Fuelled by the farm! Waitrose is the first retailer to power its tractors by cow manure

By Jill Dando News

Waitrose is the first UK retailer to use renewable natural gas to power tractors at its farm in an industry leading move.

It is a significant step towards reaching net zero across their own operations by 2035.

They announced in 2021 that we will use they farm, at the Leckford Estate in Hampshire, to facilitate radical change by experimenting with a variety of environment-friendly agricultural techniques. 

James Bailey, Executive Director of Waitrose, said: “Two years ago we challenged ourselves to use Leckford as an experiment in farming best practices, to pave the way for genuine solutions to help conserve our soil, air and water for the future generations, and our biomethane** lagoon does just that.

“An innovative example to help our farm and hopefully other farms, reach net zero.”

Manure produced by the 500 cattle kept at the farm is harvested and upgraded on site, producing fugitive biomethane. This not only fuels machinery, but significantly reduces the carbon footprint. 

A pioneering facility has been built to provide sustainable fuel which will help cut down up to 1,300 tonnes of carbon per year.

The innovative covered lagoon – which is the size of two and a half Olympic swimming pools – holds the energy rich fluid separated from farmyard manure. The solid material is extracted as a digestate which is rich in nutrients and can be used as fertiliser for crops.

The fluid which enters the lagoon emits gases, including methane. As the decomposition process happens, these are trapped and cleaned and upgraded in the system to biomethane gas, in turn this is used to power compressed natural gas (CNG) tractors. It is the largest plant of its type in the UK.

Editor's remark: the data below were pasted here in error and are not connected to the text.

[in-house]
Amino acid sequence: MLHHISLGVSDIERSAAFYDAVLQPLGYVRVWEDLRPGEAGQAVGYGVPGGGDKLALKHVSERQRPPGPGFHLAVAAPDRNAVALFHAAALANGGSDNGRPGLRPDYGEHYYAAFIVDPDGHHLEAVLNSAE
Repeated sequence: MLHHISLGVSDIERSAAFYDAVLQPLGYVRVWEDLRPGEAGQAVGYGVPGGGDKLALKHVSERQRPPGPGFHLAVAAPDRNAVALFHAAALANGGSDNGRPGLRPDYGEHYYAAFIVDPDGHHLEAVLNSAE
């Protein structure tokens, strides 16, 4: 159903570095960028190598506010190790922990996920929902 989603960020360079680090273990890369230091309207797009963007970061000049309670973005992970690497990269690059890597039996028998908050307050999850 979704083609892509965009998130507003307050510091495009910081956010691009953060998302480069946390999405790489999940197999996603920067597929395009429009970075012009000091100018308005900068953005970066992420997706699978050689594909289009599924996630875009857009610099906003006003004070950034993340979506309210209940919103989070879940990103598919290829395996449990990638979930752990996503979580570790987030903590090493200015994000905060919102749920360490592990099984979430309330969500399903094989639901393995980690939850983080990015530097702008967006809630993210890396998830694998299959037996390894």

The process is truly circular, from grazing cows in the field to producing manure, which then captures the methane gas and refines it. This process leaves behind a natural fertiliser, which will be pumped directly back onto the fields. The monitoring system for the facility is also powered by solar panels on farm buildings.

The facility was designed and built by Cornwall based clean energy experts Bennamann in conjunction with New Holland tractors. 

Andrew Hoad, Head of Leckford Estate, said: “This is a new era for Leckford Estate farm. 

“We understand the positive impact farming can have on addressing the effects of climate change and nature loss.  Reduction in use of fossil fuels and capturing fugitive methane are an important part of us becoming Carbon Net Zero as a farm, ahead of our 2035 Partnership goal. 

This sits as part of our wider move to regenerative farming and our ambition is to make Leckford a centre of excellence for regenerative farming practices where we can innovate, learn and share with others to help others adopt practices that help nature’s recovery and mitigate the impacts of climate change. 

“We are working as three British based businesses to deliver industry leading research and development into more sustainable ways of using farm animal waste and are excited about this technology and its potential to help farmers become more energy independent, pave the way to becoming carbon neutral and support net zero targets.

“Working with like minded organisations is key to achieving the shift we need to make and we see collaborations like this as incredibly important.”

Michael Simpson, Bennamann Chief Executive Officer said: “This partnership and investment into cutting-edge farming practises like our bespoke biomethane facility, has enabled the development of our next generation retrofit methane capture ecosystem.